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2009 Performance and Accountability Report Highlights

Highlights of Management’s Discussion and Analysis & Performance Results


The Equal Employment Opportunity Commission (EEOC or Commission) is the federal agency responsible for enforcing federal laws prohibiting employment discrimination on the basis of race, color, sex, national origin, religion, age, disability, and genetic information. The agency began its work in 1965. More than 40 years later, the public continues to rely on the Commission to carry out its responsibility to bring justice and equal opportunity to the workplace.

The Commission receives, investigates, and resolves charges of employment discrimination filed against private sector employers, employment agencies, labor unions, and state and local governments. Where the Commission does not resolve these charges through conciliation or other informal methods, it may also file suit in court against private sector employers, employment agencies and labor unions (and against state and local governments in cases alleging age discrimination or equal pay violations). The EEOC also leads and coordinates equal employment opportunity efforts across the federal government, and conducts administrative hearings and issues appellate decisions on complaints of discrimination filed by federal employees and applicants for federal employment. Finally, the Commission engages in extensive communication and outreach, provides technical assistance, and promulgates regulations and written enforcement guidance to help employers and employees better understand their rights and responsibilities under the laws the EEOC enforces.

A more detailed explanation of the EEOC’s structure and the laws it enforces can be found in Appendix A.


The Performance and Accountability Report is based on the EEOC’s current modified Strategic Plan for FY 2007 through FY 2012. The agency’s Strategic Plan was first published on October 1, 2006 (FY 2007). Over several years, the agency made interim modifications resulting in the current version of its Strategic Plan, which was approved by the Commission on July 28, 2008. A description of the specific modifications is available on the agency’s website at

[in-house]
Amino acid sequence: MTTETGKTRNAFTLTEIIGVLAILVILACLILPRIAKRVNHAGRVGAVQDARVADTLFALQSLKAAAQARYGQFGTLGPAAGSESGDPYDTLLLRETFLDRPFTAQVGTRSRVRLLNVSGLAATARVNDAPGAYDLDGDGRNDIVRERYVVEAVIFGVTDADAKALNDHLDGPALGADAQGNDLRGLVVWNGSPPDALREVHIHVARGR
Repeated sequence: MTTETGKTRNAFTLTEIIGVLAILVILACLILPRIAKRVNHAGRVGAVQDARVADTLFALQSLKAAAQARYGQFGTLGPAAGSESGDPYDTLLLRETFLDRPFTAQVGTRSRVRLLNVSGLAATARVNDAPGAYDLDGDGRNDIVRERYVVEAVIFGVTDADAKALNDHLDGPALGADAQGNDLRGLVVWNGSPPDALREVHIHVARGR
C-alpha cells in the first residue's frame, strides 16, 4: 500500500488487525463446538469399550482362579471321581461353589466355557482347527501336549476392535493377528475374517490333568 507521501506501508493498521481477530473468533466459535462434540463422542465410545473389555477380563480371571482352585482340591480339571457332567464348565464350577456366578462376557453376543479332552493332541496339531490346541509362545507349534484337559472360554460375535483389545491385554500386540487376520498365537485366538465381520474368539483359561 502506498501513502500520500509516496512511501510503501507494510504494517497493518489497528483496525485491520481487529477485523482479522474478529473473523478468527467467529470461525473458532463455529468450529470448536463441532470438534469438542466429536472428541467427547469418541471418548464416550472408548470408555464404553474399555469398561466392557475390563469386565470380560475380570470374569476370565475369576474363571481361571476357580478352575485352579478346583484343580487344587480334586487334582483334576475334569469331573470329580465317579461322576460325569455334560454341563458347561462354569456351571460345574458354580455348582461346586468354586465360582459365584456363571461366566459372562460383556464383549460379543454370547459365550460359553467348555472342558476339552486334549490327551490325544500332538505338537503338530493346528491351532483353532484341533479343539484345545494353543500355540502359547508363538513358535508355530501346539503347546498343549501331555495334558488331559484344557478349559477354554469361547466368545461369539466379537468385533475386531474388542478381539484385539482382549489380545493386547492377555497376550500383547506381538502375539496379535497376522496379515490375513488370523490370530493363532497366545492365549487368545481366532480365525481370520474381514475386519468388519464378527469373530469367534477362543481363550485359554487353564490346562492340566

Because of the change of Administration and the pending confirmation of a new Chair of the Commission (as of the time of this report), the EEOC intends to issue a new and completely revised Strategic Plan before the end of FY 2010. However, the results reported in the PAR and these Highlights are linked to the performance measures contained in the agency’s current modified Strategic Plan which were in effect during FY 2009.

Overview of Strategic Plan and Performance Measures

The agency’s current strategic plan provides one strategic objective: Justice, Opportunity and Inclusive Workplaces. The plan contains nine performance measures under this Strategic Objective. These measures were used to drive results and accountability throughout the agency. The EEOC achieved or exceeded its targets for six measures and did not meet its targets for two measures. A multi-year measure did not require the agency to collect results data this year.

The agency’s nine performance measures are directly related to its three front-line enforcement operations—processing private sector charges, litigating private sector cases, and conducting hearings and appeals of federal sector cases—in order to achieve its strategic objective of ensuring that employment opportunities are not based on impermissible factors and encouraging inclusive workplaces nationwide.

EEOC FY 2009 Performance
Measures met
Targets Met or Exceeded
Targets Not Met
Agency Not Required to Report This FY





The EEOC’s current Strategic Plan incorporated three measures which were new to the Commission in FY 2007: an indicator of the yearly percentage increase in the number of individuals benefiting from agency enforcement activities, beyond the actual people who filed a charge of discrimination; an indicator to measure the efficiency the agency attained based upon the number of individuals receiving benefits, compared to the size of the agency’s total workforce; and, finally, a measure of the public’s confidence in the agency’s enforcement of federal employment discrimination laws.